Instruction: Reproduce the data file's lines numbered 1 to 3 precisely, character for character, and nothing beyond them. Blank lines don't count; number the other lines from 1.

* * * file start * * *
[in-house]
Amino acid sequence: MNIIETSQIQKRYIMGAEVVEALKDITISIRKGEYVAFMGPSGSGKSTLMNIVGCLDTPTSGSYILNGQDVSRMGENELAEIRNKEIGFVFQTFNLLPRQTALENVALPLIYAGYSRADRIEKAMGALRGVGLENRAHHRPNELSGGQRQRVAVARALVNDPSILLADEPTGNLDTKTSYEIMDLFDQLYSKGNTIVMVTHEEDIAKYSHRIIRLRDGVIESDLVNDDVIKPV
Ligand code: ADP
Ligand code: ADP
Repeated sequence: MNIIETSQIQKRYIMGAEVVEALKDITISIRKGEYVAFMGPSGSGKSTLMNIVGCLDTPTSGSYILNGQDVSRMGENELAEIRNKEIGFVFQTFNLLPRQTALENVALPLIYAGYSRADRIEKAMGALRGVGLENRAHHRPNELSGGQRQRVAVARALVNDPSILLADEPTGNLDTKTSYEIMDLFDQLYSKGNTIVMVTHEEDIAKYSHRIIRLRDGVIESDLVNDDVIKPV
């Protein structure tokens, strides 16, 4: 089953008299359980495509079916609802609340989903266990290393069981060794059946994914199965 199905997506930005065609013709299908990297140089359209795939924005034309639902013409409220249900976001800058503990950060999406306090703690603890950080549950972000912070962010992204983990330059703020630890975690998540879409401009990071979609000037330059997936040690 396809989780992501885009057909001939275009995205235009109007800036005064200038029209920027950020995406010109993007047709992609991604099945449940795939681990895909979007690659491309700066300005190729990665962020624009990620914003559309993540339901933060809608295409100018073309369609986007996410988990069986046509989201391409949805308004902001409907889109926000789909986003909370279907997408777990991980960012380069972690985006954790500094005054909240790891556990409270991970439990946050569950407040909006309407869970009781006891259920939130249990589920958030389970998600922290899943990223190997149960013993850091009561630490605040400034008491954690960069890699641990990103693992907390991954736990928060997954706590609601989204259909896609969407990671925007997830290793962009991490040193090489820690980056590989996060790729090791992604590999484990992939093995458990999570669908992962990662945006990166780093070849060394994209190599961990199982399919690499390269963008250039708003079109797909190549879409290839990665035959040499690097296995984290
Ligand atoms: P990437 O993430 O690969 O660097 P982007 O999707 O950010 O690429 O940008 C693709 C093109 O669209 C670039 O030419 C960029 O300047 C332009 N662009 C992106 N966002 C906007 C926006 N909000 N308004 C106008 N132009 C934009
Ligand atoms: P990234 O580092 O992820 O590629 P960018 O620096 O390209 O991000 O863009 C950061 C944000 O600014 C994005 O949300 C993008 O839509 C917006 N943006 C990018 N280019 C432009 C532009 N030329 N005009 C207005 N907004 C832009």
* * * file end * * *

[in-house]
Amino acid sequence: MNIIETSQIQKRYIMGAEVVEALKDITISIRKGEYVAFMGPSGSGKSTLMNIVGCLDTPTSGSYILNGQDVSRMGENELAEIRNKEIGFVFQTFNLLPRQTALENVALPLIYAGYSRADRIEKAMGALRGVGLENRAHHRPNELSGGQRQRVAVARALVNDPSILLADEPTGNLDTKTSYEIMDLFDQLYSKGNTIVMVTHEEDIAKYSHRIIRLRDGVIESDLVNDDVIKPV
Ligand code: ADP